When residents of Ellicott City and beyond heard loud booms about 9:50 p.m. Jan. 4, many wondered what the noise could be.
In the dead of winter with exactly seven months to go before the Fourth of July, fireworks didn't immediately jump to mind as the source.
Citizens lit up social media with questions about the event, sending the comment tally on the county's Fire Department and Rescue Services Facebook page skyrocketing.
And the county's emergency response center received 84 calls related to the noise between 9:49 and 10:10 p.m., according to fire department spokesperson Maria Hogg.
The source of the commotion, as it turns out, was simple enough, though unusual for an icy January night.
According to the fire department, the booms came from a fireworks show at a private event off Springhaven Court in Ellicott City's Farside neighborhood.
The department posted about the noise on its Facebook page a little after 11:50 p.m. Saturday night.
"Many residents have reported hearing loud 'booms' throughout the county this evening," the post read, explaining that they were the result of a private fireworks display. "County fire marshals were on scene and a permit was issued for the event, which lasted approximately 10 minutes."
According to Hogg, the permit was issued to Constance Dancel.
Fire trucks driving through the area around the same time "were heading to an unrelated incident," according to the post.
The fireworks display counted a total of 160 3-inch salutes, 120 4-inch shells, 110 5-inch shells and 64 6-inch shells, Hogg said in an email Tuesday.
Residents who came to the fire department's Facebook page for answers said they had heard the fireworks from as far away as Eldersburg and Columbia. Some said they were startled; others called the unexpected display "a beautiful surprise."
Many expressed relief that their initial fears about the noise being the result of a fire, bombing or train crash weren't realized.
"My husband and I heard the sounds when we were walking back to our car at the Snowden Square movie theater in Columbia, so the sound certainly did carry," wrote Miriam K. Phillips. "We thought it sounded like fireworks — at least that 'thum' sound of the mortars being launched – but couldn't see anything. Glad to hear it was a fun event and not a fire at some industrial storage facility, which was our other working theory."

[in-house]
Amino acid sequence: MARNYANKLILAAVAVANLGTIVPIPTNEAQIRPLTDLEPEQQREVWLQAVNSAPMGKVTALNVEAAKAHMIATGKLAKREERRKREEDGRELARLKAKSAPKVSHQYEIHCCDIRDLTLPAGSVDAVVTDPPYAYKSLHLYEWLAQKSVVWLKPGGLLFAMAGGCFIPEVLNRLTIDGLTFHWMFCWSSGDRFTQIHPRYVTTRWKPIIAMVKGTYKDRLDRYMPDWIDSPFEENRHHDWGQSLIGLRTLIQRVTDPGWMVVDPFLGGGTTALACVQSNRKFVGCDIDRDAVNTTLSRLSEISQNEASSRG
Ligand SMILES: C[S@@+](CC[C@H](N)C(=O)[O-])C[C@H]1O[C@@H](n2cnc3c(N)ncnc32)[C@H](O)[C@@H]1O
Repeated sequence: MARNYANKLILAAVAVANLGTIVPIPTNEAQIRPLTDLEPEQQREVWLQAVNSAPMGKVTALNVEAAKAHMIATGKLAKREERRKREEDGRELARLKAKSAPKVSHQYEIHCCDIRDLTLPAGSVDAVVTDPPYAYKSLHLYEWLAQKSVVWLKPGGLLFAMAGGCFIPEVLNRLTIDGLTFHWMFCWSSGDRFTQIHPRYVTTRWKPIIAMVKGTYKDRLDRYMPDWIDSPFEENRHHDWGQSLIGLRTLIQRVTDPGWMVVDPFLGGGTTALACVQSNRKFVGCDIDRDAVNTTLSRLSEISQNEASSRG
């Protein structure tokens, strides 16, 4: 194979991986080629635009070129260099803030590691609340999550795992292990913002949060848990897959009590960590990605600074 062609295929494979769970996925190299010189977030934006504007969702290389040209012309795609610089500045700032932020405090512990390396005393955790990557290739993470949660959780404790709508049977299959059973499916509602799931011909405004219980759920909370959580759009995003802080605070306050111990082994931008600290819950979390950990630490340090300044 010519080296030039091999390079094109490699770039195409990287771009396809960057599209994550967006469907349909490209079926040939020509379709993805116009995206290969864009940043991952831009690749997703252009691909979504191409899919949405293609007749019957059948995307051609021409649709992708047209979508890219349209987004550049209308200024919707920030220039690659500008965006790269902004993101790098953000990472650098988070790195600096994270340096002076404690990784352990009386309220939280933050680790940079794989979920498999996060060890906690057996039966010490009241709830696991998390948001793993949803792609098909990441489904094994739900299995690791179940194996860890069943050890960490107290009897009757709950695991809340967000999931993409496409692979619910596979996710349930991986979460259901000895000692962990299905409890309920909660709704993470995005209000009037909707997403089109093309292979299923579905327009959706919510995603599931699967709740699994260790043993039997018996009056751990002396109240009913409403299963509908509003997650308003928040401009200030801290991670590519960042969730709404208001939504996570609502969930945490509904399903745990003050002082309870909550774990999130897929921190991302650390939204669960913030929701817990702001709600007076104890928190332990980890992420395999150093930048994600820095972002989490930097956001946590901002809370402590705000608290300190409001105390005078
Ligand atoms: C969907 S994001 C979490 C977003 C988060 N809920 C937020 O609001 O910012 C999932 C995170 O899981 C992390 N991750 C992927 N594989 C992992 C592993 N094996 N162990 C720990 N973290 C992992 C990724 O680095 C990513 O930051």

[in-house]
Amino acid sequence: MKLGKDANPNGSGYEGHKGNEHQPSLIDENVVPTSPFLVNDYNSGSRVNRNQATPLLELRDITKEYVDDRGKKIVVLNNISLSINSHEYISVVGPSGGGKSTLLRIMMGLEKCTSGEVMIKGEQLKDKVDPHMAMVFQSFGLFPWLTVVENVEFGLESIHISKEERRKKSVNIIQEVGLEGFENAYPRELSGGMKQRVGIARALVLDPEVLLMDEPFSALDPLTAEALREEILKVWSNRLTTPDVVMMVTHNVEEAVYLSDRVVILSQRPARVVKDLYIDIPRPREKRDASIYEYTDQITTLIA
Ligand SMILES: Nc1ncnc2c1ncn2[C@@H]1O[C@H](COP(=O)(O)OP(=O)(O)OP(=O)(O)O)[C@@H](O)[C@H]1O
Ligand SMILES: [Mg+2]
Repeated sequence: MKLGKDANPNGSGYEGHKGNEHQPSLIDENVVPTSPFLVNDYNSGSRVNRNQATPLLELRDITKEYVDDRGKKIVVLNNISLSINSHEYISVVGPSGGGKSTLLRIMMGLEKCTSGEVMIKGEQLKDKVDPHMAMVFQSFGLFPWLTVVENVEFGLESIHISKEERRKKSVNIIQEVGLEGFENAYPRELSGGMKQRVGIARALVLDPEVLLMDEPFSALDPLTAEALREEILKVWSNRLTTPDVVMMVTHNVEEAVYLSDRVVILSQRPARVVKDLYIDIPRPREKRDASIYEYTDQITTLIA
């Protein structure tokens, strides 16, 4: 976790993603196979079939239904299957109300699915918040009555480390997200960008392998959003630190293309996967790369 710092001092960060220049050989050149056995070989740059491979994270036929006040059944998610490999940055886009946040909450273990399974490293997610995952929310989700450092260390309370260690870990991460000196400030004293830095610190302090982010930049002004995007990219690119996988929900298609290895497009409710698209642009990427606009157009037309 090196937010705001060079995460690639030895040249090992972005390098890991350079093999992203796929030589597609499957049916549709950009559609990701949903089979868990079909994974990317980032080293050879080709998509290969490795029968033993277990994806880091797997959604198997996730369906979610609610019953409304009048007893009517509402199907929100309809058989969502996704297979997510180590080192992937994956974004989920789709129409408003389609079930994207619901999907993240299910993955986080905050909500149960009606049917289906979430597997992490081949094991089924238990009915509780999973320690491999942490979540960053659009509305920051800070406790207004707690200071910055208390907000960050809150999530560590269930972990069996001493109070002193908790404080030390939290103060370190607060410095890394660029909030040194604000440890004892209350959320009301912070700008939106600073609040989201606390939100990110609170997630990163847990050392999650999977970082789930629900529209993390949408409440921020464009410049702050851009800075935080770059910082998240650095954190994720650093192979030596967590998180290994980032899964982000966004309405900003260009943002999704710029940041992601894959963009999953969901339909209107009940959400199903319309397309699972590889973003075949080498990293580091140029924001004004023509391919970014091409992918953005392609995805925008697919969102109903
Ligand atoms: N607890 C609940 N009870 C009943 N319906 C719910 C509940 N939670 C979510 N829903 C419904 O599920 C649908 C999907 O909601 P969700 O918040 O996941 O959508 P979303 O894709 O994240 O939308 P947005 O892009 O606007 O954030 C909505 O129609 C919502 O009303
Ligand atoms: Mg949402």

"Sounded like war in the middle of [winter]… alarming," wrote Amy Pickwick.
Others commented that their pets had been frightened by the sound.
"Scared my dog all the way in Columbia," wrote Christine Johnston.
The fire department issued a second post apologizing for the confusion at 12:55 a.m. Sunday morning.
"Needless to say, we could have done a better job informing our community that the event was going to take place," part of the post read. "As we all share and learn about the use of social media as a method to keep our community informed, we at HCDFRS apologize for creating any concern by the citizens and visitors to our [county]."
Though it is the event planner's responsibility to notify neighbors of a fireworks display once a permit has been issued, a representative from the fire department said in a Facebook comment that HCDFRS will make informing the community of permitted fireworks events "a top priority" in the future.
Hogg said via email Tuesday that "for this event, the planner was instructed to canvass the Farside and Gaither Farm neighborhoods adjacent to the launch site."
She said the fire marshal processes less than five requests for private fireworks displays each year.
The approval process for a private fireworks display is the same as for a public one, according to Hogg. In order to be approved, permit holders must hire a professional pyrotechnics company; provide a site plan for the shoot, an itinerary and a manifest for the fireworks; and have at least $5 million in insurance coverage.
A call to Dancel hadn't been returned as of Tuesday afternoon.